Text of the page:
Part 7. #9 George Lucas ruins the lightsaber and the force all in one scene. Now all of you geeks love the lightsaber, but the question is "why?" Well, the lightsaber is an other worldly device. It's pure fictional awesomeness. It can cut through anything, even my ex-wife. Lightsabers also transform the jedi into kind of a superhero. It's just a neat weapon. I mean, everyone wants one, and everyone wants to film themselves with one. So much, it has gotten kind of annoying. However, like anything that is cool, if it used too much it becomes boring, except for cocaine. Luke used his lightsaber pretty sparingly, but when he took it out you knew he meant business. That was probably because they didn't feel like doing the special effect for it so much. So again, the limitations made it cooler. But now in the prequels, things got out of hand. Maybe George didn't know how to create and develop engaging sequences without having someone flash out the lightsaber. It's the very first thing that happens in Episode 1. You can't go 5 minutes without them taking out the lightsaber. They do it when they hear a noise for Christ sake. It could have been some sort of industrial accident that happened in the cargo bay.If you guys feel like fools now, almost every scene requires the use of a lightsaber. I know they are jedi and all, but I equate this to dangiling a shiney object in front of a cat. You gotta try to keep the audience interested in a scene if it's not working, or if you don't know how to make it work. I actually like the scene the best where they try not to get eaten by the monsters in the arena...because we see them trying to do some things without the F***ing lightsaber. It had some tension. But then, oh no, don't give it....(shows the two jedi throwing Anakin and Obi-Wan lightsabers as the arena battle starts)...now they got em again. What did they bring extra ones? Then them kids got em. Then this robot guy's got em shows Grevious from ROTS). You can't go too long without seeing a lightsaber, lightsaber....lightsaber(keeps saying the word over and over as the footage shows various characters in the prequels igniting them). But then my annoyance with the lightsaber goes even further with its overuse. It eventually becomes inpractical in it's own universe. Now you gotta really stop and think about this for a few minutes. Now the only reason why they had lightsabers from the begining is because knights from the olden days had swords. It was kinda the same way that Star Wars was kind of like World War II in space. So jedi knights were like space knights, it's just a gimmick. The problem is that a sword is made for a 6 ft tall humanoid. But when you establish a multi-racial jedi order that all use the same universal weapon, it becomes in impractical. Each jedi should really have their own unique weapon suited for them personally. For example the one guy who looks like a squid, with of them tenicles swinging about...a lightsaber could really impose serious injury to his head....be careful! That guy in the background with the really tall thin neck. I know what I would swing at if I were fighting him. And what about this clumsy fat a******? (shows Dex) What if he just happened to be a jedi? His big fat hands and his slow lumbering a** would f***ing get killed by Darth Maul. They you got that guy with no legs. How is he going to get in a laser sword fight? Then of course Yoda. He shouldn't have had any lightsaber at all. But despite all of his wisdom and knowledge, Yoda eventually has to take out a tiny baby sized lightsaber and fight a guy 3 times as tall as he is who has a much bigger lightsaber. My problem with this is that Yoda has a handicap based on his physical limitations, when his character should be above that sort of thing. Yes, I know they both tried to do more advanced things first like throw rocks at each other. But even another instance is that Yoda has to make up for his size when using a lightsaber. One time he throws a lightsaber at a dude because he can't reach him, he's got to jump all of the time. Must be tiring. (Plays clip from from ESB of Yoda saying "size matters not") Oh, I'm sorry Yoda it does. It does if you use a lightsaber. All of your wise sayings have been ruined in the prequels. I am so sorry. So in this scene, he flips around the cave and bounces off of the walls because he is so small that he can't reach Dooku. My question is, if Yoda can do this and they are basically pretty well matched as far as their use of the force goes, then why wasn't Dooky also flipping off of the cieling too? Or what is Dooku just happened to be a 19 foot tall Gorgone (sp?) with a 12 ft long lightsaber? Yoda would get squished like a bug. My point is, if you can match your opponent's skills with the force, you then also better be physically strong too. And this goes against everything that the force is about.You see Yoda was so magical and interesting because you didn't expect this little tiny creature to be a jedi master. We all had a pre-conception that a great warrior would be someone physically strong and intimidating. By making Yoda a little guy, they were illustrating that the force is something beyond the physical. But by showing Yoda fight with a lightsaber, it ruins all of that because it takes that concept and those rules and throws it in the dumpster, right next to Bambi. You see, I am not actually sure if Lucas actually understands Star Wars or anything that happened in The Empire Strikes Back. (shows him talking to John Knoll about having Yoda fight for the first time, and its captions Knoll's reaction as "nods skeptically") And he just seems like a retard who wants to see neat things happen with his computer. I don't know if he understood what made Yoda magical, and how making Yoda fight contradicts the entire mythology of the movie.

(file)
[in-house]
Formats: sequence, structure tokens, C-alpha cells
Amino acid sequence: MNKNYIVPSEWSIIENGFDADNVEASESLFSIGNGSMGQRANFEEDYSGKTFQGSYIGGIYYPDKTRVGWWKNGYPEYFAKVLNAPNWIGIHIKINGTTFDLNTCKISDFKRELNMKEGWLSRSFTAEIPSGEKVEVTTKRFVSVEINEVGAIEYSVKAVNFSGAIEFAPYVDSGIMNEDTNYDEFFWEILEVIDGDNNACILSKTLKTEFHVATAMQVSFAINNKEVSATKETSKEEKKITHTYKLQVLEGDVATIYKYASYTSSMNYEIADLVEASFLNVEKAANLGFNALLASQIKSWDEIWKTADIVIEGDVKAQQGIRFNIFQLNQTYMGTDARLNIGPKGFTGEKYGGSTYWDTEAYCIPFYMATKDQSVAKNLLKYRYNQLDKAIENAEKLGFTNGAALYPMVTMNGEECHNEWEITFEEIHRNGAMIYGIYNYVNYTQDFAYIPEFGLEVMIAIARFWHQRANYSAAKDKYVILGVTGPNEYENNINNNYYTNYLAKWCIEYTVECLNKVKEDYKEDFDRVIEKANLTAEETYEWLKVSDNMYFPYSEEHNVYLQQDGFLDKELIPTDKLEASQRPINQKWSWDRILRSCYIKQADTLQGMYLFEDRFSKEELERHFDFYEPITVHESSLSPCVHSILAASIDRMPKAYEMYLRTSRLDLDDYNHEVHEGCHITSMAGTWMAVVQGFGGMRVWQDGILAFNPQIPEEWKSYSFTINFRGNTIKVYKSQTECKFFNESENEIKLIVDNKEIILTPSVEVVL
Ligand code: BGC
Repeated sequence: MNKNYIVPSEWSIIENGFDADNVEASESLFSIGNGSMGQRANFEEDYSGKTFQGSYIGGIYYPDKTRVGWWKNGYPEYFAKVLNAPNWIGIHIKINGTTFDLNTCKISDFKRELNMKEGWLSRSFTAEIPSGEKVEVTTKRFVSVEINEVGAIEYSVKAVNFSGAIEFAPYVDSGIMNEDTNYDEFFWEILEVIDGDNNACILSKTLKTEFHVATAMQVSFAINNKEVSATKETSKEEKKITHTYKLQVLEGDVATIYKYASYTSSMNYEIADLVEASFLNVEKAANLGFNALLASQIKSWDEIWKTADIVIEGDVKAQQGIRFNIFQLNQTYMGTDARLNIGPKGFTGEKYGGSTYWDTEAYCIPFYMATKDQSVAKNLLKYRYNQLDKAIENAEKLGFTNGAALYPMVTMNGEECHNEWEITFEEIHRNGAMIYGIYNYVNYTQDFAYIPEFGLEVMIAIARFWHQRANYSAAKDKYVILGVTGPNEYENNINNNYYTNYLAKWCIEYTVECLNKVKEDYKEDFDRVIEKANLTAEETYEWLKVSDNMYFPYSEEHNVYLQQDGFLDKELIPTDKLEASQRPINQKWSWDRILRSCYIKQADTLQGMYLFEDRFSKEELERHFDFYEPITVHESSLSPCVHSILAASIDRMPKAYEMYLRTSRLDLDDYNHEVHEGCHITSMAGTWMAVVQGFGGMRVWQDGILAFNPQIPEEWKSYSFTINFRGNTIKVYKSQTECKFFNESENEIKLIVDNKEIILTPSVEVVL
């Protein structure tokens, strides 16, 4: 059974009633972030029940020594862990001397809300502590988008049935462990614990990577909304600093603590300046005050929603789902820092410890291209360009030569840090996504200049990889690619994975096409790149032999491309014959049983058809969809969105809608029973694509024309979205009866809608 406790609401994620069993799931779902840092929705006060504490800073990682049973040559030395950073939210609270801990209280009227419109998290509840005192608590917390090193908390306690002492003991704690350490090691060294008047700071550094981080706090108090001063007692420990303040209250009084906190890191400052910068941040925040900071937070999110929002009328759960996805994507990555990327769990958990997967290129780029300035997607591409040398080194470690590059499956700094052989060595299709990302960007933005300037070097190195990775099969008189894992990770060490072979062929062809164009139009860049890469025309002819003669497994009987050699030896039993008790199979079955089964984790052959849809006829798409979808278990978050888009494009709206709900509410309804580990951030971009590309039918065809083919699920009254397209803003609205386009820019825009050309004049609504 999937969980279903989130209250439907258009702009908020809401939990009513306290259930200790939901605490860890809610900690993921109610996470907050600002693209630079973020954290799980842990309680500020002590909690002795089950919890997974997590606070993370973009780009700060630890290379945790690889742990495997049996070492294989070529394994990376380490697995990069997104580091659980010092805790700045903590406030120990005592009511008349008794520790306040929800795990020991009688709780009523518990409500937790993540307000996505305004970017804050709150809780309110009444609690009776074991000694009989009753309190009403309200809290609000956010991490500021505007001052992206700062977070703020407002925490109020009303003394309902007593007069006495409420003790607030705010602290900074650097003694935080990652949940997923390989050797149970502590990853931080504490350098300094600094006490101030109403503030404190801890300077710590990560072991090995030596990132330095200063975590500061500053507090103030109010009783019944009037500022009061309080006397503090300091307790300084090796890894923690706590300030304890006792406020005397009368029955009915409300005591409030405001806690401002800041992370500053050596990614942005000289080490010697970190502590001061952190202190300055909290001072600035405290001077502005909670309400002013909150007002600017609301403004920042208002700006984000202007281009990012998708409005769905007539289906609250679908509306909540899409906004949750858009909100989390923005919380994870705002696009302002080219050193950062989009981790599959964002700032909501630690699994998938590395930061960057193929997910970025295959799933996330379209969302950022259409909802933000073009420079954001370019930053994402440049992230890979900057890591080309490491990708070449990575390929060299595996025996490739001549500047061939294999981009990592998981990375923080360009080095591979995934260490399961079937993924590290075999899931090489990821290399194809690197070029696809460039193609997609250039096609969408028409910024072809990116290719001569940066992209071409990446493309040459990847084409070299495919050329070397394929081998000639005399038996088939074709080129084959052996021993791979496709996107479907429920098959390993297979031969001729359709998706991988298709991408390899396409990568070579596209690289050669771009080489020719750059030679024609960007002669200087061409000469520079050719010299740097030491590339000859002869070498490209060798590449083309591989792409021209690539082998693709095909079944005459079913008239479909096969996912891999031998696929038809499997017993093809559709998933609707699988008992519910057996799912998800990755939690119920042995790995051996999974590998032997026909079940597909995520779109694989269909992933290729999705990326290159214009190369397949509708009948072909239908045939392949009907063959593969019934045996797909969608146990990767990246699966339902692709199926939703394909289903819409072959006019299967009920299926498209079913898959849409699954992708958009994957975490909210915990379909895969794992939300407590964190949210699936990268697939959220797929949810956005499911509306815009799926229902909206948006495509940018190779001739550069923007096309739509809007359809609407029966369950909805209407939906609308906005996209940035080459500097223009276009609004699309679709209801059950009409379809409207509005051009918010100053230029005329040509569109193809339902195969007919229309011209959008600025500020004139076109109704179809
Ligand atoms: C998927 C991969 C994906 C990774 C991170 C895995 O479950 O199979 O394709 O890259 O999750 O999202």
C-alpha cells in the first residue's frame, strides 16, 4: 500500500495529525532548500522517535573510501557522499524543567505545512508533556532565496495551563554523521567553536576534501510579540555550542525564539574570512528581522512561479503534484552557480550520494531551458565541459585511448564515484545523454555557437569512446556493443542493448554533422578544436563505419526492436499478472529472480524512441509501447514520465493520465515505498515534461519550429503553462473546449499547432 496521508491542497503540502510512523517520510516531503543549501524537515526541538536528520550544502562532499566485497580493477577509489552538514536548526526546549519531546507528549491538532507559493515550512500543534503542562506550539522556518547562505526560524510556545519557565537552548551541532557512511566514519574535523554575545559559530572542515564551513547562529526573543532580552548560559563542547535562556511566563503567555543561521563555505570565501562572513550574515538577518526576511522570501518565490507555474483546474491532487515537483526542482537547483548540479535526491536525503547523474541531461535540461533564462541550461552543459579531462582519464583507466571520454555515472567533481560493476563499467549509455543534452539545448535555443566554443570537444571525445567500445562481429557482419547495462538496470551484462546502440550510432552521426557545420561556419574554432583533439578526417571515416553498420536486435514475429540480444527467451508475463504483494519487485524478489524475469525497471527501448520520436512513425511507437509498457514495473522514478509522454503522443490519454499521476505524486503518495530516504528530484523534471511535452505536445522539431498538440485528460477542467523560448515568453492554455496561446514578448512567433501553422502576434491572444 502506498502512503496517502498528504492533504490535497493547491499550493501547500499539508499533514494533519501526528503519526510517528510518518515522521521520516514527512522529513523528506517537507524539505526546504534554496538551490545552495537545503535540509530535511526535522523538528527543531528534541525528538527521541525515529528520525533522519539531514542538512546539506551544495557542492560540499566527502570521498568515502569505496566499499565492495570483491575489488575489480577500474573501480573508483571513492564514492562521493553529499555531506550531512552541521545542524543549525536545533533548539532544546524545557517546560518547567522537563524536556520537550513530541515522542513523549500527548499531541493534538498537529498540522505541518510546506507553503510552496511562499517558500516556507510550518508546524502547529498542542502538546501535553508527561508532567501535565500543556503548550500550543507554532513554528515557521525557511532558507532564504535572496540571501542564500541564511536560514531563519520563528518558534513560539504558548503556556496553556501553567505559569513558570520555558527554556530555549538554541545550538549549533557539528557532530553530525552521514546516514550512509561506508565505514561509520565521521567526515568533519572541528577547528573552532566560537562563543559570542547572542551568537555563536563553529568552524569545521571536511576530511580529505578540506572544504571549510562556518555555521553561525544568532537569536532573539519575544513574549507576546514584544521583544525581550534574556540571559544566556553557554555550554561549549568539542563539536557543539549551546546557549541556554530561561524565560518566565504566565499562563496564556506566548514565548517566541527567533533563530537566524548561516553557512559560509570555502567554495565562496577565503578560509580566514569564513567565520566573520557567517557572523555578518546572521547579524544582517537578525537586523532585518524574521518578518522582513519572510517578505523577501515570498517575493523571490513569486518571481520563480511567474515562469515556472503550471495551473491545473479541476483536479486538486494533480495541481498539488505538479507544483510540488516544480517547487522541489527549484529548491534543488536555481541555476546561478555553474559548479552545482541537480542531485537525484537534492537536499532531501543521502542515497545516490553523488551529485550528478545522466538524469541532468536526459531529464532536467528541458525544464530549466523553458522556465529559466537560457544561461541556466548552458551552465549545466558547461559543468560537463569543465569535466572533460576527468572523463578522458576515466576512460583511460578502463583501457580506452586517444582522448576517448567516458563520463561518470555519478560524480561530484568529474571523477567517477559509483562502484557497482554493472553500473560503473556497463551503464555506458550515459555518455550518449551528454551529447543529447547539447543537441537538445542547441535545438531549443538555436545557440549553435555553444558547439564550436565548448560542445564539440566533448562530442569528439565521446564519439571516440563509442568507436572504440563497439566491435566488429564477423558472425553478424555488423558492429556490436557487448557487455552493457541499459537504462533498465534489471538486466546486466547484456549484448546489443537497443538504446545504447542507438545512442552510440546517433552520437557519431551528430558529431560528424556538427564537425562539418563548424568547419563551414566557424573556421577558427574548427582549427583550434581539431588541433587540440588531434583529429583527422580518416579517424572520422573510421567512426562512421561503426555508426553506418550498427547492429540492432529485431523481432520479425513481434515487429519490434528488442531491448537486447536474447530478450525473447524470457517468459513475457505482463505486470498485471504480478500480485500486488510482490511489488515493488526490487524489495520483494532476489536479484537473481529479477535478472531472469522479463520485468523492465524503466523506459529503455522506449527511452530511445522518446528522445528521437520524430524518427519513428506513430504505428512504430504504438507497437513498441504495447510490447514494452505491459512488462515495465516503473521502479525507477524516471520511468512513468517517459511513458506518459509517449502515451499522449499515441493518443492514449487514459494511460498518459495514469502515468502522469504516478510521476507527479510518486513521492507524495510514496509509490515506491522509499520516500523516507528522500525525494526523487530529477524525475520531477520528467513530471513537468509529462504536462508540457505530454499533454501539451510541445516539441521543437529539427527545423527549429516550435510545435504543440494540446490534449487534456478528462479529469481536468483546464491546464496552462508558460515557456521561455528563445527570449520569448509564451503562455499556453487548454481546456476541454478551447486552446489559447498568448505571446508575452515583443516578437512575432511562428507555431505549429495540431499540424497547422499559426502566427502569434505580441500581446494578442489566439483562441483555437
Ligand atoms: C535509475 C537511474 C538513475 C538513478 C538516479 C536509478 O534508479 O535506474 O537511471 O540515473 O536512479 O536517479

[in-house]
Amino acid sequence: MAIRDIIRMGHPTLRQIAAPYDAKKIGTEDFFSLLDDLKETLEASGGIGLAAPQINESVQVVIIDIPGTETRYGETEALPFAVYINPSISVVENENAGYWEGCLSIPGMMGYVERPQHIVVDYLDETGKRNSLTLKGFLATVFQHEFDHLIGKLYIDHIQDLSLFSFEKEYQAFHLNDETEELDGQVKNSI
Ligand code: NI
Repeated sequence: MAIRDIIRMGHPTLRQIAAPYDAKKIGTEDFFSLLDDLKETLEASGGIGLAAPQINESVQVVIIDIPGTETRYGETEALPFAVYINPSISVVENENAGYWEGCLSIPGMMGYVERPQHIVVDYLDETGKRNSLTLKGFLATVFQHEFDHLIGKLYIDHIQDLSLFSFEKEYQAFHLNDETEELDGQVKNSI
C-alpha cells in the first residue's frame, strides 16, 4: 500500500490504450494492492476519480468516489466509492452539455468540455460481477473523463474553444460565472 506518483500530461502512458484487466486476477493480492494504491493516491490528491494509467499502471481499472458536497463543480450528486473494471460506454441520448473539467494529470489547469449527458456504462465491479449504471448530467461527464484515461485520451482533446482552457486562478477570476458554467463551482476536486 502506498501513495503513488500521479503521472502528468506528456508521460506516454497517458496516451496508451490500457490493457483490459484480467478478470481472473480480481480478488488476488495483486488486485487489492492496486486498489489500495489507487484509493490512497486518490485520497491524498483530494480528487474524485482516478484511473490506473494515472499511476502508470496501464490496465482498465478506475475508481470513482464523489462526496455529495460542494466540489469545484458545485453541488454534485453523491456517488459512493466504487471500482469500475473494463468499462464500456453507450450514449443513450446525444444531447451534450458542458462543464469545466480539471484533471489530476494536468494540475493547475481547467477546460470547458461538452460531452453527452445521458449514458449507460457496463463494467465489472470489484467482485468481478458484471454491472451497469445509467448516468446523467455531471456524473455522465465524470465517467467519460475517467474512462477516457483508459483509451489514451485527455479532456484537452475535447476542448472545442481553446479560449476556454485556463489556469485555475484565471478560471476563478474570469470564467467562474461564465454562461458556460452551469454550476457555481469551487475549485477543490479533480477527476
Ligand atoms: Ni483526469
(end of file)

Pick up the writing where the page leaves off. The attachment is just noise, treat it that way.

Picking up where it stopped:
Last edited by Luukeskywalker, Dec 8, 2012